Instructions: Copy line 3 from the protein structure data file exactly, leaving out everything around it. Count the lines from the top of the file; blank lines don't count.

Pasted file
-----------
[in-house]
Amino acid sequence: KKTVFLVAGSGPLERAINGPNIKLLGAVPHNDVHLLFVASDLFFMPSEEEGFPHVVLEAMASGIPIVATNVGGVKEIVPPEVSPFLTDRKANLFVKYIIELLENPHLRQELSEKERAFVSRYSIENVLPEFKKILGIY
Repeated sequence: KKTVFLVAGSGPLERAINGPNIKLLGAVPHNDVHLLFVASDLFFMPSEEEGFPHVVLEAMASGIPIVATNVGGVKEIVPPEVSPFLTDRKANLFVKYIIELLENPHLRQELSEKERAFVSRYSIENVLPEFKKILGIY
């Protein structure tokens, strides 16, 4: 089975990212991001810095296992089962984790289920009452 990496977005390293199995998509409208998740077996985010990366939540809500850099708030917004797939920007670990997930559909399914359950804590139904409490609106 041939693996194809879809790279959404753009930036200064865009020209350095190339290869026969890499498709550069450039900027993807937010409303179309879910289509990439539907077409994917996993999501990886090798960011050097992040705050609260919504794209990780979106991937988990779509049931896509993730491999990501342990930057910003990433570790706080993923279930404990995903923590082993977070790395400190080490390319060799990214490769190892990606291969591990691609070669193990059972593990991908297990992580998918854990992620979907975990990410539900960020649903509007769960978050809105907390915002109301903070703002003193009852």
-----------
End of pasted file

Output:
Repeated sequence: KKTVFLVAGSGPLERAINGPNIKLLGAVPHNDVHLLFVASDLFFMPSEEEGFPHVVLEAMASGIPIVATNVGGVKEIVPPEVSPFLTDRKANLFVKYIIELLENPHLRQELSEKERAFVSRYSIENVLPEFKKILGIY